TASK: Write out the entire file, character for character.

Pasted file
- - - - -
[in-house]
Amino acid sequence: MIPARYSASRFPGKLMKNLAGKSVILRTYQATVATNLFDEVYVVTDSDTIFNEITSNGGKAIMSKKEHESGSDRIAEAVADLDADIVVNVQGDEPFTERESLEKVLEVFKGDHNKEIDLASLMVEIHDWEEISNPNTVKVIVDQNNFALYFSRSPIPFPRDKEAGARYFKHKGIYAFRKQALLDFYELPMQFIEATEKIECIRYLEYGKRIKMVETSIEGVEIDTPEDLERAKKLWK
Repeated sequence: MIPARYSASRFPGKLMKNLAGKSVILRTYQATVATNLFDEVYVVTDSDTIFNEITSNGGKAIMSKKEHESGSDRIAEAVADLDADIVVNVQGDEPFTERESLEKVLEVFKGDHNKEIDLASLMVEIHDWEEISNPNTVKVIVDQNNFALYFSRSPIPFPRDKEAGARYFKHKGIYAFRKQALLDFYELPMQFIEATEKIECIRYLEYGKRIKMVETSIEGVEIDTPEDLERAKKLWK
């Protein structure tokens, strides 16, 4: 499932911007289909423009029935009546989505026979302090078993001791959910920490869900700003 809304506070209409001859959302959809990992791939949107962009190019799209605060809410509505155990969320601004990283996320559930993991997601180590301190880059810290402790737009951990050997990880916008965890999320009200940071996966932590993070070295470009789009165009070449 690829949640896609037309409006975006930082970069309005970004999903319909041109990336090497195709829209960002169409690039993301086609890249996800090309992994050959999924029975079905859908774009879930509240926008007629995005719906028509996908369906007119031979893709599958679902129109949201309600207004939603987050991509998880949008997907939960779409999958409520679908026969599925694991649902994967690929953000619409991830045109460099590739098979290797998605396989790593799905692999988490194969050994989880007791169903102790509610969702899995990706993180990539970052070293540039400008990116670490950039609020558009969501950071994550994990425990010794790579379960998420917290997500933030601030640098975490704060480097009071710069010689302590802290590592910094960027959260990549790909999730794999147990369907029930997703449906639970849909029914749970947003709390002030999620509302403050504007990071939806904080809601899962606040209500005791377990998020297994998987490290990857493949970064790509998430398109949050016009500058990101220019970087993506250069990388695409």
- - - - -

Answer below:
[in-house]
Amino acid sequence: MIPARYSASRFPGKLMKNLAGKSVILRTYQATVATNLFDEVYVVTDSDTIFNEITSNGGKAIMSKKEHESGSDRIAEAVADLDADIVVNVQGDEPFTERESLEKVLEVFKGDHNKEIDLASLMVEIHDWEEISNPNTVKVIVDQNNFALYFSRSPIPFPRDKEAGARYFKHKGIYAFRKQALLDFYELPMQFIEATEKIECIRYLEYGKRIKMVETSIEGVEIDTPEDLERAKKLWK
Repeated sequence: MIPARYSASRFPGKLMKNLAGKSVILRTYQATVATNLFDEVYVVTDSDTIFNEITSNGGKAIMSKKEHESGSDRIAEAVADLDADIVVNVQGDEPFTERESLEKVLEVFKGDHNKEIDLASLMVEIHDWEEISNPNTVKVIVDQNNFALYFSRSPIPFPRDKEAGARYFKHKGIYAFRKQALLDFYELPMQFIEATEKIECIRYLEYGKRIKMVETSIEGVEIDTPEDLERAKKLWK
């Protein structure tokens, strides 16, 4: 499932911007289909423009029935009546989505026979302090078993001791959910920490869900700003 809304506070209409001859959302959809990992791939949107962009190019799209605060809410509505155990969320601004990283996320559930993991997601180590301190880059810290402790737009951990050997990880916008965890999320009200940071996966932590993070070295470009789009165009070449 690829949640896609037309409006975006930082970069309005970004999903319909041109990336090497195709829209960002169409690039993301086609890249996800090309992994050959999924029975079905859908774009879930509240926008007629995005719906028509996908369906007119031979893709599958679902129109949201309600207004939603987050991509998880949008997907939960779409999958409520679908026969599925694991649902994967690929953000619409991830045109460099590739098979290797998605396989790593799905692999988490194969050994989880007791169903102790509610969702899995990706993180990539970052070293540039400008990116670490950039609020558009969501950071994550994990425990010794790579379960998420917290997500933030601030640098975490704060480097009071710069010689302590802290590592910094960027959260990549790909999730794999147990369907029930997703449906639970849909029914749970947003709390002030999620509302403050504007990071939806904080809601899962606040209500005791377990998020297994998987490290990857493949970064790509998430398109949050016009500058990101220019970087993506250069990388695409």